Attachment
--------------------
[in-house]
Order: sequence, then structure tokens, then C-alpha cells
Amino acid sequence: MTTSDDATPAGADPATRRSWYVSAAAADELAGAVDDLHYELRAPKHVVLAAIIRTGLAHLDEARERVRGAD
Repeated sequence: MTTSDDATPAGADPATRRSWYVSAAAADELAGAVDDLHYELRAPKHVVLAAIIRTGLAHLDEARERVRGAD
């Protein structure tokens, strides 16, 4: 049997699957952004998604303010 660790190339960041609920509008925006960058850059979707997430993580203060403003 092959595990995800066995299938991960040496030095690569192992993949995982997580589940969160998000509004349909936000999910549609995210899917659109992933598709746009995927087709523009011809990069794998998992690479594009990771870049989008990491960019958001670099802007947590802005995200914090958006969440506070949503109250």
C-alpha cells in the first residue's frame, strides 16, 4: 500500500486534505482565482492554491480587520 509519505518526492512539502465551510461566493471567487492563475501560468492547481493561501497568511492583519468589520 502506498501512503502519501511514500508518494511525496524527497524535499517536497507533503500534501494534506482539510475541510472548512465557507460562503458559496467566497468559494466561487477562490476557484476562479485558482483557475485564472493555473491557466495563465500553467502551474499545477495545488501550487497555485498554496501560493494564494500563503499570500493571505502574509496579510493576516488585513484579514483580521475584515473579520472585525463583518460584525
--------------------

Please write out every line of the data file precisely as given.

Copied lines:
[in-house]
Order: sequence, then structure tokens, then C-alpha cells
Amino acid sequence: MTTSDDATPAGADPATRRSWYVSAAAADELAGAVDDLHYELRAPKHVVLAAIIRTGLAHLDEARERVRGAD
Repeated sequence: MTTSDDATPAGADPATRRSWYVSAAAADELAGAVDDLHYELRAPKHVVLAAIIRTGLAHLDEARERVRGAD
């Protein structure tokens, strides 16, 4: 049997699957952004998604303010 660790190339960041609920509008925006960058850059979707997430993580203060403003 092959595990995800066995299938991960040496030095690569192992993949995982997580589940969160998000509004349909936000999910549609995210899917659109992933598709746009995927087709523009011809990069794998998992690479594009990771870049989008990491960019958001670099802007947590802005995200914090958006969440506070949503109250």
C-alpha cells in the first residue's frame, strides 16, 4: 500500500486534505482565482492554491480587520 509519505518526492512539502465551510461566493471567487492563475501560468492547481493561501497568511492583519468589520 502506498501512503502519501511514500508518494511525496524527497524535499517536497507533503500534501494534506482539510475541510472548512465557507460562503458559496467566497468559494466561487477562490476557484476562479485558482483557475485564472493555473491557466495563465500553467502551474499545477495545488501550487497555485498554496501560493494564494500563503499570500493571505502574509496579510493576516488585513484579514483580521475584515473579520472585525463583518460584525